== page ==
concerns, it would be interesting to know whether the latter is a descendant of
(In re the 1st photo it is of The Old Fort - Durban - Durban Metro & Durban, KwaZulu
Natal © Margaret E Parker @ Wikimedia Commons)
Post 3 From IMFA
Our Newest Mystery Addresses:
For our next mystery addresses we jump across the sea yet again to Chile where we
find 3 spots with variations of the surname, as follows: Molyneux Sound, Puerto
Molyneux, and Estuario Molyneaux aka Molyneux Seno.
According to the Bulletin of the American Museum of Natural History, Volume 44,
Molyneux Sound is located at latitude 50° 17'S by longitude 74° 54'W. Our
gazetteer description of Puerto Molyneux has it as a “Harbor, also referred to as
Fondeadero Molyneux or Molyneux, Fondeadero.” in the Region of Magallanes and Chilean
Antarctica, at latitude 50° 17'S by longitude 74° 52'W. Mapcarta describes
it as follows: “…a harbor in Chile … nearby to Punta San Miguel, Isla Rómulo and
Cabo de Vismes. Puerto Molyneux is also close to Caleta de la Tierra, Faro Punta
San Miguel and Caleta Pesca.”
The Molyneaux Estuary aka Seno Molyneux is a fjord in the same region of the Chilean
Antarctic (about 4 km east) and is located at latitude 50° 18'S by longitude
74° 54'W. Mapcarta describes it as follows: “… a fjord in Chile … nearby to Punta
San Miguel, Isla Rómulo and Punta Ramón. Seno Molyneaux is also close to Caleta
de la Tierra, Faro Punta San Miguel and Roca Fawn.”
These three places were likely all named after the same person, the most probable
- Emery Molyneux, mathematician and maker of mathematical instruments—compasses, hourglasses,
et al—as well as of celestial and terrestrial globes. Born in Elizabethan England,
date unknown, he died in the Netherlands in June, 1598.
- William Molyneux, famous mathematician and geographer born in Dublin, Ireland, 17
April 1656, he died there 11 October 1698.
- Robert Mollineux/Molineux/Molyneux, Captain Cook’s eponymous sailing master, after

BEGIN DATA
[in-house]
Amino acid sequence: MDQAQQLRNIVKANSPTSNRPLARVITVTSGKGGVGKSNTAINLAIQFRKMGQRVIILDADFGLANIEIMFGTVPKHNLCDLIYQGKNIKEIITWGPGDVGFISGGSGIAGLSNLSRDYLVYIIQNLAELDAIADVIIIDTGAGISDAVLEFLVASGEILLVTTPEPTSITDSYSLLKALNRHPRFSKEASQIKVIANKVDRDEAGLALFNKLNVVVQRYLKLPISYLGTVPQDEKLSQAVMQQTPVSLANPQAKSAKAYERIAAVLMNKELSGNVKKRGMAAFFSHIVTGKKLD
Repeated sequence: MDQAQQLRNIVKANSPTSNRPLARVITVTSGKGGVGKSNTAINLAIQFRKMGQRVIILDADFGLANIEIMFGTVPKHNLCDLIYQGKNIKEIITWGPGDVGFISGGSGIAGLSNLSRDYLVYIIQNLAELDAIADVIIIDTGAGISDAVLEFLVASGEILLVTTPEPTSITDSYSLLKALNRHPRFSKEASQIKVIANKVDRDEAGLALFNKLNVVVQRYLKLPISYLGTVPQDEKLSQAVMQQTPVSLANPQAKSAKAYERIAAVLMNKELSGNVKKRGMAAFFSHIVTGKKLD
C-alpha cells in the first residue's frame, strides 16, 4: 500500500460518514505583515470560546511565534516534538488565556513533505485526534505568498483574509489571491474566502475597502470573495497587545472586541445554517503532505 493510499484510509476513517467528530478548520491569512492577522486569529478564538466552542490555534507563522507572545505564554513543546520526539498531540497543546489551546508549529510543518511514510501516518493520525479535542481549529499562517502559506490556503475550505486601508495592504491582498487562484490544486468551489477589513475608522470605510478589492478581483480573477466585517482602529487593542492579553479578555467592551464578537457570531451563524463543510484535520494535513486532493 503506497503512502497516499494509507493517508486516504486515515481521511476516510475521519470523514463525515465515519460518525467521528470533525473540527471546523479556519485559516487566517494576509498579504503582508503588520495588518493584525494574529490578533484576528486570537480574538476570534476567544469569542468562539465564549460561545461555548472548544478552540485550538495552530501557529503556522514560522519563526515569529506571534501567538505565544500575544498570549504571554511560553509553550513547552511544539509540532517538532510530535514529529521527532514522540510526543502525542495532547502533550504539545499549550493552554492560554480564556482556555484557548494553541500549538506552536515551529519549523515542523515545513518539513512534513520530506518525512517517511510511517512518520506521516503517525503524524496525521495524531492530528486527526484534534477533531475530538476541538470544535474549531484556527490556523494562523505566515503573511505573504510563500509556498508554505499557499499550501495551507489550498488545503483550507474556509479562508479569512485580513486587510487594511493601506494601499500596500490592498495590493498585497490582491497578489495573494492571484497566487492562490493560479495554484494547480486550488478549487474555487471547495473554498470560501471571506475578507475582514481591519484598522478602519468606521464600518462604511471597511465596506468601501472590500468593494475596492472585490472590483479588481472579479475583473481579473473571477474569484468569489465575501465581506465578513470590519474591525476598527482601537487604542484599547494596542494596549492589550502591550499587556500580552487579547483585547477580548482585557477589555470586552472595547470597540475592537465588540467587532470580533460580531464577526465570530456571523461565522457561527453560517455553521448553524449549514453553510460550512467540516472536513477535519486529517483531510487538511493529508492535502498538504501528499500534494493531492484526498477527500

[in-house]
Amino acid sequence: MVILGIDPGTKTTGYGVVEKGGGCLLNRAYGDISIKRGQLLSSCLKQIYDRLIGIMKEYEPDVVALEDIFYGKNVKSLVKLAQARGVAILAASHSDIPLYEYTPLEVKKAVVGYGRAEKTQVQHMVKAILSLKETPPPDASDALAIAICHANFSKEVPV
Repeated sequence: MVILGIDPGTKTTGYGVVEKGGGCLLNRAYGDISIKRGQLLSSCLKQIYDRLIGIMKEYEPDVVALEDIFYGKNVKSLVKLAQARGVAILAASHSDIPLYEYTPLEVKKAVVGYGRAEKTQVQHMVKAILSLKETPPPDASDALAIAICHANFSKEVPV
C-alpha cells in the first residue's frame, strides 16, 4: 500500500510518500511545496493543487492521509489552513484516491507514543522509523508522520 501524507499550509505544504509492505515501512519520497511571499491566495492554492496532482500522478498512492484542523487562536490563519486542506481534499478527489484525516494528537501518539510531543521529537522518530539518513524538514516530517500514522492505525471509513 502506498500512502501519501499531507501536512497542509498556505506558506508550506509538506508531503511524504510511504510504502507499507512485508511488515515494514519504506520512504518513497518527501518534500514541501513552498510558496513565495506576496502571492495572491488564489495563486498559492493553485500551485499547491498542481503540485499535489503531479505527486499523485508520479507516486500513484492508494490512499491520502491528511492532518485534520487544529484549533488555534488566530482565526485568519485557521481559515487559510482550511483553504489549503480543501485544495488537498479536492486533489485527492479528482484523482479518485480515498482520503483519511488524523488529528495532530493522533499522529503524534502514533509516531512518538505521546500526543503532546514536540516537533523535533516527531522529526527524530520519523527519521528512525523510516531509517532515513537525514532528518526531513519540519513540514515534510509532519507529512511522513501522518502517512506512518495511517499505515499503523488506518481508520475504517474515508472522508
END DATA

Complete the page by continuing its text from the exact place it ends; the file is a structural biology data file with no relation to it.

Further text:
whom a number of geographical features in New Zealand are named. Born in Hale, Lancashire,
England, date unknown, he died aboard HMS Endeavor on 15 April 1771.
But we just don’t know. We really would like to though. Can you help?
Response 1 Bobby Mullenix
This is great, thank you for sharing!
Response 2 IMFA
You're quite welcome.
Post 4 From IMFA
Hi Folks; Here's a query that came to us from a non-FB user: "I was looking for
information on one of my relatives who was married on 25th April 1905 to Lady Gertrude
Eleanor Molyneux who lived at Croxteth Hall Liverpool (died 5th November 1937)she
married Captain John Halket Crawford ( died 23rd September 1936) I am looking for
a photograph of their wedding or a photograph of John and if anyone knows where
he is buried I think it's in Dieppe France but need help."
If any of ya'll know something, we'd appreciate a shout-out.
Response 1 Lona Bremer
Hasket? Unable to find any wedding pictures.
Response 2 IMFA
Thanks Lona, I didn't find any either, and the middle name is definitely Halket
but I can easily see it being transcribed incorrectly in the records.
Response 3 Lesley Moore
Has this person tried the Ancestry website , there are photos on some of the profiles
going back so far...
Response 4 Wayne Straight
I took the time to look Lesley, ands surprisingly, I couldn't find any. I even went
to Newspapers.com figuring that there'd be some news coverage of the event since
she was a peeress--nada. There may be something in a British newspaper archive but
I don't have ready access to any.
Response 5 Shirley Grey
Marriage: 25 Apr 1905 St Chad, Kirkby, Lancashire, England John Halkett Crawford
- 36, Captain in Indian Army, Bachelor, Croxteth Gertrude Eleanor Molyneux - 36,
Spinster, Croxteth Groom's Father: John Thompson Crawford, Deceased Bride's Father:
William Philip Molyneux, 4th Earl of Sefton Deceased Witness: S. H. Christy; Helena
Sefton Sefton Married by Banns by: John Leach Vicar Register: Marriages 1902 - 1928,
Page 20, Entry 39 Source: LDS Film 1545854
Lady Gertrude Eleanor Molyneux was referred to as GEM by her close friends and family.
This is a photograph of her was taken September 2nd, 1890.
GEM became the first Chief Superintendent of the Women’s Royal Air Force – otherwise
known as “the penguins”. Article from inaugural edition ‘RAF Spirit of the Air’,
1st April 1918)
She didn’t remain in this position long, feeling that she was little more than a
‘figurehead’ in the organisation.Shirley Grey In 1901 Lady Gertrude was living in
3 Willow Place, Knightsbridge with 6 servants. Her brother Richard was a Lieutenant
in the Royal Horse Guards, living in Hyde Park Barracks.
On the 1911 census none of the Molyneux family were resident in the Hall, just a